2016 isn’t a year that the beverage alcohol industry will be toasting.
On Thursday, industry tracker IWSR reported that Americans consumed less alcohol in 2016 than the prior year, with volume slipping by 3.5 million nine-liter cases last year to 3.39 billion nine-liter cases. It was the first annual decline since 2011 and only the third year the category posted a drop over the past decade.
Weak demand for beer was almost entirely to blame for the decline. Volume for the domestic beer category dropped 1.5% in 2016 and would have been down a steeper 2.8% when excluding volume from the stronger-performing craft beer industry. As Fortune has reported, even craft has struggled due to Big Beer acquisitions and a crowded market that has dissuaded some potential customers that perhaps see too many options on retail shelves. One bright spot within the ailing world of beer: Mexican imports grew by 6%, IWSR reports. Mexican-produced beers like Corona, Tecate, and Dos Equis have all performed strongly in recent years.
Some Wall Street analysts have speculated that the beverage alcohol industry—especially the beer category—has faced a new competitive threat as a result of the legalization of recreational cannabis in a handful of U.S. states including Colorado and Washington. Observers like Cowen & Co. analyst Vivien Azer say domestic beer producers like Molson Coors (tap-a) and Anheuser-Busch InBev (bud), which makes high-volume brands like Miller Lite and Bud Light respectively, would be especially hurt by this trend. Executives haven’t yet said marijuana is a competitive threat, though the IWSR figures indicate it may be a trend to keep an eye on.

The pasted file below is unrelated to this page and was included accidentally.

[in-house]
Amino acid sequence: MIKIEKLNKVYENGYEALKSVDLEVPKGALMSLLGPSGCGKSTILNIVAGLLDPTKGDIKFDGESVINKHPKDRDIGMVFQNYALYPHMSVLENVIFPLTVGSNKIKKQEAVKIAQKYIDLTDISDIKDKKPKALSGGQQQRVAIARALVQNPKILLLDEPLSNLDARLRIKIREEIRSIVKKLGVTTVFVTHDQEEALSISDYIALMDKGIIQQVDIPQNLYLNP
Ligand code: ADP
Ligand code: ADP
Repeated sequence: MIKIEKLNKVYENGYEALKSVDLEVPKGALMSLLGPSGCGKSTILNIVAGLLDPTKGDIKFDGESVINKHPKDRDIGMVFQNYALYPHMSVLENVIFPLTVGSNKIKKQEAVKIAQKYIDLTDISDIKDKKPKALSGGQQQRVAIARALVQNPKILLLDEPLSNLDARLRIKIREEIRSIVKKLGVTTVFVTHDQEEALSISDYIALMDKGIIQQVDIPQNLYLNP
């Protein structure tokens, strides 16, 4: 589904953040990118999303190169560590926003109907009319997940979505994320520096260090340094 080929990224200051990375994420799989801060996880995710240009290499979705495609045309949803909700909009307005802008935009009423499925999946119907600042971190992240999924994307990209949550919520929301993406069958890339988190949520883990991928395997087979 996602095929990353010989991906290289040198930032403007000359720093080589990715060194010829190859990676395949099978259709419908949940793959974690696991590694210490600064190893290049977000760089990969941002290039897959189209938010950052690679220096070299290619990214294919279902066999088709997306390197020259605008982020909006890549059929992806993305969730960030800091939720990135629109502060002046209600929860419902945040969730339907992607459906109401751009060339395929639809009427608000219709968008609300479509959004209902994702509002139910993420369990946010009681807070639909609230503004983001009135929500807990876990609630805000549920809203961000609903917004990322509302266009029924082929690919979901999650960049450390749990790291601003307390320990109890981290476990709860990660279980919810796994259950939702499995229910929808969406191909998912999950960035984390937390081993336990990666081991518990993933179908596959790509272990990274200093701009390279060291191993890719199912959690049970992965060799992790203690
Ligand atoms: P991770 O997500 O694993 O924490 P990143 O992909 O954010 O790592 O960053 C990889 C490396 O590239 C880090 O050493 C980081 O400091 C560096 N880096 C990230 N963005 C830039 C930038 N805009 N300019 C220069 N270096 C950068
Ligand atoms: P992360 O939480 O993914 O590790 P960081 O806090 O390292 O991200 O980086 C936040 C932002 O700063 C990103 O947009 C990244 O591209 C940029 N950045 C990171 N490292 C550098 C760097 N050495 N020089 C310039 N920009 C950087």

More broadly, beverage alcohol companies will need to confront changes in how Americans socialize when they do opt to drink alcohol. Thousands of neighborhood bars have closed in recent years, perhaps because more adults are spending time Netflix and chilling and less time (and money) at a local watering hole. IWSR reports that on-premise (i.e. volumes at restaurants, bars and hotels) volume dropped slightly last year, while off-premise sales picked up.
Because the roughly $108 billion beer category is so massive, a decline for that business couldn’t be fully offset by growth in other subcategories. Still, wine volume grew by 1.1% last year as sales improved for pinot noir, rose, and cabernet sauvignon. “Premium” priced wines that generally go for around $10 or more have been selling strongly, a trend that bodes well for big producers like E&J Gallo Winery, The Wine Group, and Constellation Brands (stz-b).
Within the distilled spirits category, bourbon whiskey (up 6.4%) and tequila (7.4% growth) were some of the strongest performers. For bourbon, the growth was led by a trio of offerings from Beam Suntory—Jim Beam, Maker’s Mark, and Knob Creek—as well as Diageo’s (deo) Bulleit. Canadian whisky grew 2.4%, driven by Diageo’s Crown Royal and Sazerac‘s Fireball. A pair of upstarts boosted vodka by 2.3%: the domestic-made Tito’s and New Amsterdam. Irish whiskey, brandy/cognac, and gin all grew, while rum slightly declined.
The spirits industry has stolen market share from beer producers for seven straight years, industry advocate Distilled Spirits Council reported earlier this year. Spirits makers have had success launching a ton of new flavorful products like honey and cinnamon flavored whiskeys, as well as higher-priced tequilas, which have all won over consumers. The cocktail scene has also enjoyed a much-needed renaissance, helping those trendy establishments flourish at a time when more downmarket bars have shuttered their doors.